Marlins ready to change road-game narrative

Current successful homestand lends confidence going into California trip

Marlins ready to change road-game narrative

MIAMI -- Following Wednesday's series finale against the Mets, the Marlins are set to embark on their longest road trip of the season, one that will take them through San Diego, Los Angeles and San Francisco for 11 games in 11 days.

Once Miami completes the road trip, it will have finished a stretch of playing a game on 20 consecutive days before a much-deserved day off.

The Marlins have struggled on the road this season, going 2-10 in a pair of six-game trips that took them through the other four National League East cities.

But after a homestand where Miami sees itself 7-1 entering the final game -- pushing the club into second place in the NL East -- the team has a renewed confidence that this time around, matters will play out differently on the road.

"Just the fact that we've had the amount of success we've had at home, it makes it feel like [the tough road trips were] a long time ago," Casey McGehee said. "I think we've got a lot of guys feeling good about themselves. The great thing is our pitching staff is always going to give us a chance."

At home, the pitching staff has the sixth-best ERA in the Majors at home with a 2.73 mark. That ERA on the road: 4.66, last in the NL.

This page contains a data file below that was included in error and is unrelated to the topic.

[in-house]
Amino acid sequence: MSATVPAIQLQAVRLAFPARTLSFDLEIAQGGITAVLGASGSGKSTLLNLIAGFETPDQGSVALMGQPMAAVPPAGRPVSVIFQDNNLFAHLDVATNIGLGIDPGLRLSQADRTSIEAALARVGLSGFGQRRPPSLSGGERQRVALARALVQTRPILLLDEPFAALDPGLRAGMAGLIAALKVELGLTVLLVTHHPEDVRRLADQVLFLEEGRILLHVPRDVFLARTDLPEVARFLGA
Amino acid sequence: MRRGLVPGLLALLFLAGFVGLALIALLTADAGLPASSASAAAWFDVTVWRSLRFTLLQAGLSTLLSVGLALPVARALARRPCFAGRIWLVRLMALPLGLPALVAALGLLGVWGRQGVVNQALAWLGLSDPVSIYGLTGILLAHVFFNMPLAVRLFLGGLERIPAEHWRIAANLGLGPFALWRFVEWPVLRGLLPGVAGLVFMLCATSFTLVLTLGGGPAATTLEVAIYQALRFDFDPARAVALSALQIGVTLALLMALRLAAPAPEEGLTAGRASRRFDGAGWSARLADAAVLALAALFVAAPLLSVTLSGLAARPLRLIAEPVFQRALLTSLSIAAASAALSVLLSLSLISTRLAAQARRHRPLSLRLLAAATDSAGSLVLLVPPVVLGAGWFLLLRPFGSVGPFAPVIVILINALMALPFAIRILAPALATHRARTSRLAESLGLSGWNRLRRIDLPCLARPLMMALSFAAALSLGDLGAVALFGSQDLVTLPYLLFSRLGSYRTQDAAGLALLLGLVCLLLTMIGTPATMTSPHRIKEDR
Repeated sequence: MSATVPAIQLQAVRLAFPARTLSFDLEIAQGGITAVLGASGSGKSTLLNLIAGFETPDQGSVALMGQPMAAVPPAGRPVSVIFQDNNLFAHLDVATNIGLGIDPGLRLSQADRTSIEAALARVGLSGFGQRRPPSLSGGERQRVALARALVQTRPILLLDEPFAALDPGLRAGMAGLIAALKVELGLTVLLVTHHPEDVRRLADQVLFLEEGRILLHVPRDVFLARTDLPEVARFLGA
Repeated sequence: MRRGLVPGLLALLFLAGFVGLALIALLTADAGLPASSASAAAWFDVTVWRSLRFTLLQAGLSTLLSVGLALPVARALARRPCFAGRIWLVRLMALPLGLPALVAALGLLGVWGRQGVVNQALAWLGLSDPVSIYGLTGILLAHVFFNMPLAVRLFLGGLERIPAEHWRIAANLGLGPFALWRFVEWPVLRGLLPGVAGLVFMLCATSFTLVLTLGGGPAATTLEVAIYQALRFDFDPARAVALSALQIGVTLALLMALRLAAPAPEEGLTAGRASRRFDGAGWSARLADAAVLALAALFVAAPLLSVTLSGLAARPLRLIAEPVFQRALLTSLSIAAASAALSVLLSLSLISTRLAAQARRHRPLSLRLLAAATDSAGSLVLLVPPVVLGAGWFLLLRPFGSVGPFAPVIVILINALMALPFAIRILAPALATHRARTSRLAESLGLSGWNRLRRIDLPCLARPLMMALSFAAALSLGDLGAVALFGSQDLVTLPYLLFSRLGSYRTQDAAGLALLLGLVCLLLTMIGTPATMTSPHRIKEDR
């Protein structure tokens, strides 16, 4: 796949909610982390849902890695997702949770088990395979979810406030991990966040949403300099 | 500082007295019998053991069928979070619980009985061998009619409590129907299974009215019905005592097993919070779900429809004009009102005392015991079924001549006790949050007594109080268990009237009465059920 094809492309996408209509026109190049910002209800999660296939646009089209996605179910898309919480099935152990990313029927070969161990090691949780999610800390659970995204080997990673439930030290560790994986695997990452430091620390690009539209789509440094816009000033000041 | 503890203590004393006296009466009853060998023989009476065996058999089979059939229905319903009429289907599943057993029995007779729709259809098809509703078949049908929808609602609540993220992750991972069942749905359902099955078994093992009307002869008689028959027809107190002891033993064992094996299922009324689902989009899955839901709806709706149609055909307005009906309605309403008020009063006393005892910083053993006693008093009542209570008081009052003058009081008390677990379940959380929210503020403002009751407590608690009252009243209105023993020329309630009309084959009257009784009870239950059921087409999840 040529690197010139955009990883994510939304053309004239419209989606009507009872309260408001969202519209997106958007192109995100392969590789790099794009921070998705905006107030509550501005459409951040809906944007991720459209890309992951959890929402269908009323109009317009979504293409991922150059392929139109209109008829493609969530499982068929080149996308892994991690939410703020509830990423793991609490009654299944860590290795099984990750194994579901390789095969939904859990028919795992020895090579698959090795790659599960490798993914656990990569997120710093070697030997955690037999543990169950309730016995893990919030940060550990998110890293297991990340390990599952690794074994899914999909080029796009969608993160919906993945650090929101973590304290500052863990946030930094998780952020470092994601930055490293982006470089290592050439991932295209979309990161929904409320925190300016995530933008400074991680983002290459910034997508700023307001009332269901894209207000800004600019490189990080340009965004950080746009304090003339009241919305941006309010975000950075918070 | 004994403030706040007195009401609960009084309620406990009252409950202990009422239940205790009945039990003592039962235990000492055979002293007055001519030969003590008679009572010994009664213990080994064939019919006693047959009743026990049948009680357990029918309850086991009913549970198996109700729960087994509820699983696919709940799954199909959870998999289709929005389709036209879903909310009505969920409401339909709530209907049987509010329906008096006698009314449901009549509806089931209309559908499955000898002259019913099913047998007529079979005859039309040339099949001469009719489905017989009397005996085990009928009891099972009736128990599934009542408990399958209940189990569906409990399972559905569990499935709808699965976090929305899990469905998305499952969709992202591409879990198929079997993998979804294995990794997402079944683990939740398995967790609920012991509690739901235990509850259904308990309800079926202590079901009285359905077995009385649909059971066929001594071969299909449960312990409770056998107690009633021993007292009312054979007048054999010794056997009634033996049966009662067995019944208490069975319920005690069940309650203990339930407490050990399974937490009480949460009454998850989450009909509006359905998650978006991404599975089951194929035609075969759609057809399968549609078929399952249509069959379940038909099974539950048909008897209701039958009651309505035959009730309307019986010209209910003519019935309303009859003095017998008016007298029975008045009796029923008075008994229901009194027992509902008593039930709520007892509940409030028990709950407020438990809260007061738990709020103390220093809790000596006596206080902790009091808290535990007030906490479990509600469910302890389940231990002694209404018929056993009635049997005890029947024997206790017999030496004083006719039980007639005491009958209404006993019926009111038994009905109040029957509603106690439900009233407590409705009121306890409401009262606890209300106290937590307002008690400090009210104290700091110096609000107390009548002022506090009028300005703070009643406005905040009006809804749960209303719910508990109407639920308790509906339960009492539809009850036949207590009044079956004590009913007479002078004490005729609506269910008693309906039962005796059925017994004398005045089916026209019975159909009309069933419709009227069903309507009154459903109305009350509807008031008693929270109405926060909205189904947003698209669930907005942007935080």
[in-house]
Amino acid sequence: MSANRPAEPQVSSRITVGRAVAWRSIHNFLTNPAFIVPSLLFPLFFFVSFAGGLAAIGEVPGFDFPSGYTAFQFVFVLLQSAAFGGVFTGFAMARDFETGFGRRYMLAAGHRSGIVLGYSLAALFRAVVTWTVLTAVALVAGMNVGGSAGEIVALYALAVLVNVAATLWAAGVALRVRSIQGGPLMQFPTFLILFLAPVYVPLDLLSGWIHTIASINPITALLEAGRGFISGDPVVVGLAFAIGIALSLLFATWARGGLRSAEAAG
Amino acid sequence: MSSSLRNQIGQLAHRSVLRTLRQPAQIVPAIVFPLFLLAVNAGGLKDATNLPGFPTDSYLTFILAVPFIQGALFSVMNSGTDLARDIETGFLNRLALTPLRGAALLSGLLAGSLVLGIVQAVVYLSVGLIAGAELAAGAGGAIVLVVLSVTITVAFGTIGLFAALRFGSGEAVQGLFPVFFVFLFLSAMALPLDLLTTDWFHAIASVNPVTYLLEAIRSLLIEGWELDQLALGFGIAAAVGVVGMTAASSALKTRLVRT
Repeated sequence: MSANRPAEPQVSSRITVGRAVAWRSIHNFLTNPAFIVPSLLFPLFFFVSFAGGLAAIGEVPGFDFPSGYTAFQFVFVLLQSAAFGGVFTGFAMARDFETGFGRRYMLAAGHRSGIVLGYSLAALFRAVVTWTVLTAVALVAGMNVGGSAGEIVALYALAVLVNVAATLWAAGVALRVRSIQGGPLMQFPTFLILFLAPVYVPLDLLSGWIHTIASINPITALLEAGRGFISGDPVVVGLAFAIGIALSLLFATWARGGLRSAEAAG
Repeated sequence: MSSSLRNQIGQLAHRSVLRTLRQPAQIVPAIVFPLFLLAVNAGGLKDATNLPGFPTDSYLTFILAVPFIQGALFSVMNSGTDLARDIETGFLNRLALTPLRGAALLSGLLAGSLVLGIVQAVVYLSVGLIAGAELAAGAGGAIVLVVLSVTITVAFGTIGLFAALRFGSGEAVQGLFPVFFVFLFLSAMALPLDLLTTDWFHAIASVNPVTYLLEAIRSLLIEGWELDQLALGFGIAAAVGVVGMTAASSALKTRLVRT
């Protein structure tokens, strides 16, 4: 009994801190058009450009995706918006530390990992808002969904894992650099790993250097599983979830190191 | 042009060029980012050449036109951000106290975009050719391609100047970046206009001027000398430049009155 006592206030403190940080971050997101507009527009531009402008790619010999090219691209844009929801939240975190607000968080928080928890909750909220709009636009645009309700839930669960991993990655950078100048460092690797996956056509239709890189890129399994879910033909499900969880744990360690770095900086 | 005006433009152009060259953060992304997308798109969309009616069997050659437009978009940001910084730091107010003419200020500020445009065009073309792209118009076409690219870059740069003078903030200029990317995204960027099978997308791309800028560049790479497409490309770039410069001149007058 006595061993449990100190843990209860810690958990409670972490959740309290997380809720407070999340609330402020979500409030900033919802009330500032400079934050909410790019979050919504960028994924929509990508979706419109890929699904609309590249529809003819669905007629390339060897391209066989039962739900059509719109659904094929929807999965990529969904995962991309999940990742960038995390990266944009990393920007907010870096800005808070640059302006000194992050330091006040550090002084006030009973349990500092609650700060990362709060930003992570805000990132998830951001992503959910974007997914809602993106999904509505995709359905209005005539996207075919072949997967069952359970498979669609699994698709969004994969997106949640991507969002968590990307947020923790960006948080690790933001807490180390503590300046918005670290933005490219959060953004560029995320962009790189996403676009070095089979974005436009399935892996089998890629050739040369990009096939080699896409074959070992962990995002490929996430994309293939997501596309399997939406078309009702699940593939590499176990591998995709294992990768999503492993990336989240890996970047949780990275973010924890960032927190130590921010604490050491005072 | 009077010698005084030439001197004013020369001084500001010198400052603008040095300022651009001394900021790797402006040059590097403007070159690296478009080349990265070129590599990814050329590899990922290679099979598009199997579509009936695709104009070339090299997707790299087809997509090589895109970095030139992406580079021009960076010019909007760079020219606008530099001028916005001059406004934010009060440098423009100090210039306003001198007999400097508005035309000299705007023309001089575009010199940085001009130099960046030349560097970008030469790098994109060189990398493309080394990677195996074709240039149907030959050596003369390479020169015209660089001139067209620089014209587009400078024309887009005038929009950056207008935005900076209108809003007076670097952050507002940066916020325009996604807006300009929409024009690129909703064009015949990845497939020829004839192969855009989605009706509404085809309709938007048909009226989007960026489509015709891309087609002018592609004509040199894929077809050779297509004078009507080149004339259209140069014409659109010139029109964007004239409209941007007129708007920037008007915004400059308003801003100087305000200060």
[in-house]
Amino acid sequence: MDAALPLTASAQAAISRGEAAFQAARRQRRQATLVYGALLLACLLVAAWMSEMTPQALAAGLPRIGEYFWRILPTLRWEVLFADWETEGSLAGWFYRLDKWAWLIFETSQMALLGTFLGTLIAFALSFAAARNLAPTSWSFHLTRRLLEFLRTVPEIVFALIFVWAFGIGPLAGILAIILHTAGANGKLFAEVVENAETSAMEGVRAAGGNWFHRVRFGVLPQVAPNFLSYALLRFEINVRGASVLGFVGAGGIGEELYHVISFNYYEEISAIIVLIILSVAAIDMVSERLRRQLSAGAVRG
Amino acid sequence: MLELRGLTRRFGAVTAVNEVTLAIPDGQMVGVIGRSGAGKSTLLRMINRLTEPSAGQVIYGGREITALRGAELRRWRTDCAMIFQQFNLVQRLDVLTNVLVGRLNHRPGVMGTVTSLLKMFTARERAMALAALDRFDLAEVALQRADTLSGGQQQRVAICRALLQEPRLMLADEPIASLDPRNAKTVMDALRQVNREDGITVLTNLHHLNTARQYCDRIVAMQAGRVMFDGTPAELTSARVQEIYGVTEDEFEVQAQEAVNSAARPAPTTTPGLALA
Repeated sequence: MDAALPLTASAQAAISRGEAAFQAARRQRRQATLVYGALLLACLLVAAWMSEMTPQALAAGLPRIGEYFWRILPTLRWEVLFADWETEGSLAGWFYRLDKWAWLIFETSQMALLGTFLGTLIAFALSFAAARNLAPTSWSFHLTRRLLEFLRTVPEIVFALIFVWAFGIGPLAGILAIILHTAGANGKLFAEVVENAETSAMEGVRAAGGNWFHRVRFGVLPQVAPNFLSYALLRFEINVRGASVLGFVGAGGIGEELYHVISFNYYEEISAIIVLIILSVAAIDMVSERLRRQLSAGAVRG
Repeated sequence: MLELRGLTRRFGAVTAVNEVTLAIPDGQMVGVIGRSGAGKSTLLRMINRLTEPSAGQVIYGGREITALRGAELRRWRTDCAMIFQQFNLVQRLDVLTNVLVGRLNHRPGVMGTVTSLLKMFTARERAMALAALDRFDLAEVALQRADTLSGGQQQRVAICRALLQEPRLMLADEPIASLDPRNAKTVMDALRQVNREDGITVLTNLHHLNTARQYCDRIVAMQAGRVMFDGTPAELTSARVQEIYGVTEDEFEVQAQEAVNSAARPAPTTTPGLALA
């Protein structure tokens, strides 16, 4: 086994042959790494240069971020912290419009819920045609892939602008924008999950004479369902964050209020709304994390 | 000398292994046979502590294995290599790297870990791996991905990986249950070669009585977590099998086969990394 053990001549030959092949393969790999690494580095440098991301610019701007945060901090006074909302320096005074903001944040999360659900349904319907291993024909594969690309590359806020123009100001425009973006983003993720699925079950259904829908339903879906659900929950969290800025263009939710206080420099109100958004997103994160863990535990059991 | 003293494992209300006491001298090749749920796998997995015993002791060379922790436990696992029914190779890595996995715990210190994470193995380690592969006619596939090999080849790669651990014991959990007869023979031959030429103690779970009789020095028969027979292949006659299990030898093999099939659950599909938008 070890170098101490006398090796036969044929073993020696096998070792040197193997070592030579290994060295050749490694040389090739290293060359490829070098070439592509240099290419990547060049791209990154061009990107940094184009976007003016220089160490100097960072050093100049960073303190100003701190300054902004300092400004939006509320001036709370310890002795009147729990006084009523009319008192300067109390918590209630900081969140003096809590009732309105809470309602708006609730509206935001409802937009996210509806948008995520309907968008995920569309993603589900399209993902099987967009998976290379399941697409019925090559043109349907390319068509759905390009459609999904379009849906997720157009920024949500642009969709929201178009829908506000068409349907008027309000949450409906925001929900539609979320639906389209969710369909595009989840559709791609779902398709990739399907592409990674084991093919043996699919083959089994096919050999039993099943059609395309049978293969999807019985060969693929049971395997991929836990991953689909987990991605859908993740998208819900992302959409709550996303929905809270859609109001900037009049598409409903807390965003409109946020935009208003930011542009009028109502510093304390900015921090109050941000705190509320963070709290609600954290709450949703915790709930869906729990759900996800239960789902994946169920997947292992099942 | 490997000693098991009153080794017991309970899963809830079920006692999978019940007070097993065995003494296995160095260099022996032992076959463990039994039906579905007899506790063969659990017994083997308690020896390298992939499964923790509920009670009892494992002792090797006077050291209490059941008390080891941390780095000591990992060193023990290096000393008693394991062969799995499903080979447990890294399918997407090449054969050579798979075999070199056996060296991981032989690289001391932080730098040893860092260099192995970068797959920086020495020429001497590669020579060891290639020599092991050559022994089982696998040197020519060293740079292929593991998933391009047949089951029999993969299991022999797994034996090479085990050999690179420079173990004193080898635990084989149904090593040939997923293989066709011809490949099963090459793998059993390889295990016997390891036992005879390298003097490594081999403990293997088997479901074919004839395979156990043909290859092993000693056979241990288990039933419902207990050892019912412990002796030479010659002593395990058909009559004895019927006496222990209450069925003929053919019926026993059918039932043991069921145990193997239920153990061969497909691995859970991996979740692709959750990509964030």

The offense is also much better at home, even more markedly so. The Marlins' .303 batting average at home ranks second behind the Rockies, but their .215 average on the road ranks 27th in baseball.

"We're further into the season. Early in the season, you make those first few road trips, it takes a little bit to [get used to] getting back on the road," Jarrod Saltalamacchia said. "We just have to continue grinding away."

For a group of guys used to being in Miami, the grind will be easier knowing that the entire road trip takes place in California.

"It's California, so it's not too bad," Saltalamacchia said. "We've got a lot of guys here from that area, so I think if the team's happy, everyone's happy."

David Furones is an associate reporter for This story was not subject to the approval of Major League Baseball or its clubs.